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Leaving Arusha today demonstrated how I need to make so many decisions each time I fly. My small choices can have big consequences. I need to bring all of my skills to bear, and it’s important to have confidence in myself, and the Moth of course. Arusha is at a high elevation, and I had problems with these same conditions earlier at Wilson – the engine isn’t as strong in this environment and the plane’s weight can be crucial; I need more runway to take off too. What would I choose – less weight, or the security of more fuel? I tried not to fill the tanks completely full, but it was possible that I might need every drop and the fumes too. It would be a 4-hour flight and even the slightest headwind could add another hour to the flight time.

I was certainly ready for today’s challenge because I had the good fortune to be the guest of Rob Linck and his family. People here are so very friendly and I felt so welcome. I can’t tell you how fantastic this support has been for the project and I find that I am making friends for life. I hope that one day, the Lincks will have the chance to meet my family. Once again, a big thanks to Rob and Anita!

Before taking off, I had been advised to use the roads in the terrain as a guide – but roads were few and far between and this made the 4-hour trip a bit longer. Getting lost in the big “nothing”, this remote territory, could very easily mean the end of Cape to Cape – and of me. Had I been forced to land, no one would know where I was; the route today was filled with large, uninhabited expanses where no one would be able to come to my aid.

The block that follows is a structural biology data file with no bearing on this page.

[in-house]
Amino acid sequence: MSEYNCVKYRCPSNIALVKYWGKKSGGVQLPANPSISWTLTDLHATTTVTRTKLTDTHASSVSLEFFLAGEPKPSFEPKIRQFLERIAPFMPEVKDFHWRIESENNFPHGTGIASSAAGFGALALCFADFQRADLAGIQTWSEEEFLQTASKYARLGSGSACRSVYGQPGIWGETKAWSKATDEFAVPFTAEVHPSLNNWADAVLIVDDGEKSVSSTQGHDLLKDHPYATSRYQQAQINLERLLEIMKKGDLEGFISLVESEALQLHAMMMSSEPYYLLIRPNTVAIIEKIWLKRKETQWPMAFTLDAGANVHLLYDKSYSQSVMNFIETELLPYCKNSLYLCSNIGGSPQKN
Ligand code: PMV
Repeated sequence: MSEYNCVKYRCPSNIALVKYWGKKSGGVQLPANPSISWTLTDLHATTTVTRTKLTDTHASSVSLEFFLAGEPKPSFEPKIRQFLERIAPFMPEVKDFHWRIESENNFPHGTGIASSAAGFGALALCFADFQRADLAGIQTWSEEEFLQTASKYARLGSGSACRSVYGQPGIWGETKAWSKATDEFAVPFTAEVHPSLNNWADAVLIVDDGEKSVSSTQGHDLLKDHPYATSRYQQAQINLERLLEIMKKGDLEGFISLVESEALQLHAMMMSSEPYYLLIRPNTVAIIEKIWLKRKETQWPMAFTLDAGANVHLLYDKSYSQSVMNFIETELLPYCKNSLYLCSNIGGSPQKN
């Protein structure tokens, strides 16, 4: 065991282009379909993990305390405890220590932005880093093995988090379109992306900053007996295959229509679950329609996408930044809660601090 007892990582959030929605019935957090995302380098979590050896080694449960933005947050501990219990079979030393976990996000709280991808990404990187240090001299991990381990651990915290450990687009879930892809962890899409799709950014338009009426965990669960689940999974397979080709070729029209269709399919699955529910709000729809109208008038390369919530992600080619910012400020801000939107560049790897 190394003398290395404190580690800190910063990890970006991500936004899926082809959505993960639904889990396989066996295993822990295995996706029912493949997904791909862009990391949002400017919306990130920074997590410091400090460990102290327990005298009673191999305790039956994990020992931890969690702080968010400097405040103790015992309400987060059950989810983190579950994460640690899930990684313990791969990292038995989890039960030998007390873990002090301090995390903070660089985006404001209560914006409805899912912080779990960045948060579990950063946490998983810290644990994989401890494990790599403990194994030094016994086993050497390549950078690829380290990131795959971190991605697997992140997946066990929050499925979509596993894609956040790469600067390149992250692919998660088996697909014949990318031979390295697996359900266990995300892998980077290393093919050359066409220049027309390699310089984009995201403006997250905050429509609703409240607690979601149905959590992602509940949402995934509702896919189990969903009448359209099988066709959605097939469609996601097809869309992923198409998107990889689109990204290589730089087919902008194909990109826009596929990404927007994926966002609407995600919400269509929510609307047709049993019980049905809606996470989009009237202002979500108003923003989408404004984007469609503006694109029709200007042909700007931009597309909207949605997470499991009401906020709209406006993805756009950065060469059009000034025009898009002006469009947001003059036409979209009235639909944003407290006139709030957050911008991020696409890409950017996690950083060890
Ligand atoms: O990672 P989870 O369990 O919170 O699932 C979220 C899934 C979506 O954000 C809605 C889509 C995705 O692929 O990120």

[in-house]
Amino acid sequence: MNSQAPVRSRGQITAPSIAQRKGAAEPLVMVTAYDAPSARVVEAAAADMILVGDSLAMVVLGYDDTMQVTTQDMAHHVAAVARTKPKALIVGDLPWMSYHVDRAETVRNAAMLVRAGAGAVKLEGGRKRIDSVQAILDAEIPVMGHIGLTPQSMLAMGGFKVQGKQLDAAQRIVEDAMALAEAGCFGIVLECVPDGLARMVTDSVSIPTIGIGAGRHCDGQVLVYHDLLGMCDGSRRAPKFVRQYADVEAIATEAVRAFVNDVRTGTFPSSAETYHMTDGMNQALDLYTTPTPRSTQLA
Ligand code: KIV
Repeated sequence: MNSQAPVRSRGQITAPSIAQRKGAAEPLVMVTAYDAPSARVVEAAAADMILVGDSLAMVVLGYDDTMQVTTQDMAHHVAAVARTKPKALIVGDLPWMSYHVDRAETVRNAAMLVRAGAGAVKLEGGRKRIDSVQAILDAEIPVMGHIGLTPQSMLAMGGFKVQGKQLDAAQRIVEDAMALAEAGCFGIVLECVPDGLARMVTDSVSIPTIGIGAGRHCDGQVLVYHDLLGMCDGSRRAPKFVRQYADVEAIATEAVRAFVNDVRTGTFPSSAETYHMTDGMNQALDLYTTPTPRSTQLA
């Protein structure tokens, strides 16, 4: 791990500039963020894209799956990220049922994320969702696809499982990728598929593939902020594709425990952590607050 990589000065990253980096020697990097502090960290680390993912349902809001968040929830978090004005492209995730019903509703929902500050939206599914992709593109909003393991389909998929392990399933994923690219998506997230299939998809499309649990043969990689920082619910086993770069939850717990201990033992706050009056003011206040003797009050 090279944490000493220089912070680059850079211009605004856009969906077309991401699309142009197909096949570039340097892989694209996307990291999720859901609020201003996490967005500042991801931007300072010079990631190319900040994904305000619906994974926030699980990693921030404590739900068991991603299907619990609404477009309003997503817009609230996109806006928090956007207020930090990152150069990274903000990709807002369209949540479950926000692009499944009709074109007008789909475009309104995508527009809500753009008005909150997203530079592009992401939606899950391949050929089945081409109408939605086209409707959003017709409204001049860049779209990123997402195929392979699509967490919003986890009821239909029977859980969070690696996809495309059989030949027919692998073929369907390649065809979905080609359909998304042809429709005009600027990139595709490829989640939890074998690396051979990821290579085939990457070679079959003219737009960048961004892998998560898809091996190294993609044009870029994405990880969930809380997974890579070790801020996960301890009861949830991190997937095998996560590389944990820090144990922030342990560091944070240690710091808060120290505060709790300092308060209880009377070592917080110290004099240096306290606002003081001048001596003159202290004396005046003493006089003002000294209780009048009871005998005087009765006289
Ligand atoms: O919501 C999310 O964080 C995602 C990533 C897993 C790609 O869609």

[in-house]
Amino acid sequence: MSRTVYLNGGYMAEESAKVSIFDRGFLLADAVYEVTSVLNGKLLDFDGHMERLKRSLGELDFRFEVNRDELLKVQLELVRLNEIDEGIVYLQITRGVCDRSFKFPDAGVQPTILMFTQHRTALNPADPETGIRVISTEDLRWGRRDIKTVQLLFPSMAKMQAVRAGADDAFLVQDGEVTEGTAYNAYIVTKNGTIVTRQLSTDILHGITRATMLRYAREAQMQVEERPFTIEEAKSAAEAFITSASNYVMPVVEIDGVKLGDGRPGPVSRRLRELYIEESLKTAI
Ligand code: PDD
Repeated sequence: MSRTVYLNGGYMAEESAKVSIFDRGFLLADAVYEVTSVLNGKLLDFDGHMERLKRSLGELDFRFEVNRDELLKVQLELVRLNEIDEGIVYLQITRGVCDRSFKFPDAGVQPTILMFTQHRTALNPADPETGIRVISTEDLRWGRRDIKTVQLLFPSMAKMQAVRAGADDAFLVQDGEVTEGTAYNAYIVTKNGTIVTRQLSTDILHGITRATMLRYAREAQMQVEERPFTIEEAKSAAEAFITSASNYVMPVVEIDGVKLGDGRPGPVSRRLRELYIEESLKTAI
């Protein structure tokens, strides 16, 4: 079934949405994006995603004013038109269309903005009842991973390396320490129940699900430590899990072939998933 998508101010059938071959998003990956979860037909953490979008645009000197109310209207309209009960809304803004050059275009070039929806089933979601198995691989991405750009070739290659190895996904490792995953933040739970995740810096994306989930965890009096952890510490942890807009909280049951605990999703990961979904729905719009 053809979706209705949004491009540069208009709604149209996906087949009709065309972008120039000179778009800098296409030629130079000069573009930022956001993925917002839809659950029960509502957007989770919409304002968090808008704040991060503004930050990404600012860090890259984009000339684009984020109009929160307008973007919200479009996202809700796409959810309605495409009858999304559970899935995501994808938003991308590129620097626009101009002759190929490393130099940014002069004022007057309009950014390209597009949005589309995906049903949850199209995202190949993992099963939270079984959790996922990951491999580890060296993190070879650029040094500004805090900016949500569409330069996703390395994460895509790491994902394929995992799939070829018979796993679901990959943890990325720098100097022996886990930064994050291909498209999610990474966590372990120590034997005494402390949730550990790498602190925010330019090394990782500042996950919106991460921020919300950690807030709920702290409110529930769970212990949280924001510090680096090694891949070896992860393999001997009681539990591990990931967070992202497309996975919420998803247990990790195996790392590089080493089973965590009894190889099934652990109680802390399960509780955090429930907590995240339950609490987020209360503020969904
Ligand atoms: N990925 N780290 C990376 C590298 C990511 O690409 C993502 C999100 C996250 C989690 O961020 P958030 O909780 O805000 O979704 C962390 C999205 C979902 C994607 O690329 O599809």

Nevertheless, things remained fairly uneventful, with good weather and a crosswind…until I discovered I had entered the wrong coordinates for the landing field! It all worked out fine, though.

I was aiming for Kitemela Airfield via Dennis, a cropduster who uses this field. I met him earlier in Nairobi. I was also in contact with Otto, a very successful farmer in the area who is working with a Bill Clinton project. Once overhead at Otto’s farm I saw that his 450-meter landing strip was a bit short – not for the landing but the takeoff. Bear in mind that we were at a 6,000-foot elevation, and again I had to think about the engine being much weaker…

So I landed at Kitemela, to another fantastic reception and lunch with new friends Allan and Jo, and later Otto picked me up in his Cessna 206 to take me to his place. The Cessna is a great bush plane and a great family plane, in my opinion. I made a quick decision to stay two nights instead of just one; while this gives Eddie, our the support agent in Cairo, some more work to do, Eddie himself said: it’s worth spending the extra time when the opportunity arises to meet friendly people! The image below is a view from the Cessna.
cessna from iringa to otto (2)
I also got to ride along on a short trip in an ultralight called a Bathawk, a South African light plane with a 6-cylinder Jabiru engine.
Otto uses it for crop dusting. Fantastic ride at a low altitude, in the sunset.

Here’s Otto’s place. Nice!

view from ottos house (2)

Tomorrow I’ll send some updates on farming in Tanzania, and on Thursday I will make for Mbeya.

Stay tuned!

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